Khaled Kamal, from Zagazig University, Egypt, and his research team discovered a host of cellular changes after subjecting Arabidopsis thaliana cultures to simulated conditions of microgravity, Mars-like gravity (0.37G), or hypergravity (2G).
They observed the starkest changes under reduced-gravity conditions, where cells accumulated in the DNA-replication phase and, under microgravity, exhibited the most prominent shift towards less functional nucleoli. The researchers also found that modulated gravity levels also impacted the production of ribosomes and altered regulators of cell cycle control and gene expression. Similar, less defined effects were seen in 2G conditions.
Understanding the cellular and molecular response of plants to different levels of gravity benefits our understanding of plant physiology, but also informs efforts for long-duration spaceflights or colonization missions—where they will likely play a similarly essential role as they do to preserve life on Earth.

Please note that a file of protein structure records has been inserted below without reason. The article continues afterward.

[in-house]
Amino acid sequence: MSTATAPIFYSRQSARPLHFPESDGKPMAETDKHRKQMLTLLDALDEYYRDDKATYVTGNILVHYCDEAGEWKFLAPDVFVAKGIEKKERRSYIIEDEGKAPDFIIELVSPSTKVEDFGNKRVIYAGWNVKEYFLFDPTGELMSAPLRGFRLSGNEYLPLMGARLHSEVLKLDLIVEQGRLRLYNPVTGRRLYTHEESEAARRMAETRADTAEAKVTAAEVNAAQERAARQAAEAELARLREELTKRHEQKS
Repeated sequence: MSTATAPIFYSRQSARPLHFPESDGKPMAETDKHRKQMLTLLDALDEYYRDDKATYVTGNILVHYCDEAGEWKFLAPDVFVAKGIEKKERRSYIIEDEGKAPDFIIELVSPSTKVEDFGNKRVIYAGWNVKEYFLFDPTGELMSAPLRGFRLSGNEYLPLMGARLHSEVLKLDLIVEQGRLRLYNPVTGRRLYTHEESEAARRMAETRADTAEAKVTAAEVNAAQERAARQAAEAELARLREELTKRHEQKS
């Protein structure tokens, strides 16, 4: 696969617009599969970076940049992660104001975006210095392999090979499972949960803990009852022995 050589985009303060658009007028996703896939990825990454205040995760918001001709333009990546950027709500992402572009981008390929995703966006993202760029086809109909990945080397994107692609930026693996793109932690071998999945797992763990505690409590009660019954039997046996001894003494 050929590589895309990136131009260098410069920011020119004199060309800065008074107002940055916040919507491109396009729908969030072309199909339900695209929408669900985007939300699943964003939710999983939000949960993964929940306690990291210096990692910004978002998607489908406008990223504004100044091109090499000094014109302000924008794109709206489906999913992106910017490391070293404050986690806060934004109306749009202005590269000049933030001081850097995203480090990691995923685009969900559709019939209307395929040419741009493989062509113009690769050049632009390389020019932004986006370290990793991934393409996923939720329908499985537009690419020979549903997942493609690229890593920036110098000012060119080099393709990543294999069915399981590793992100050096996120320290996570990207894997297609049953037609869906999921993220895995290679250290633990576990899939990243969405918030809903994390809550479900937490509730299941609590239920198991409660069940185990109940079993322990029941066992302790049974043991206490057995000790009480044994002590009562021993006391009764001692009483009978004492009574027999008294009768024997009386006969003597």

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Poster image: Astronaut Norishige Kanai holds dwarf wheat grown in the Japan Aerospace Exploration Agency’s Kibo laboratory module aboard the ISS. Image courtesy of NASA.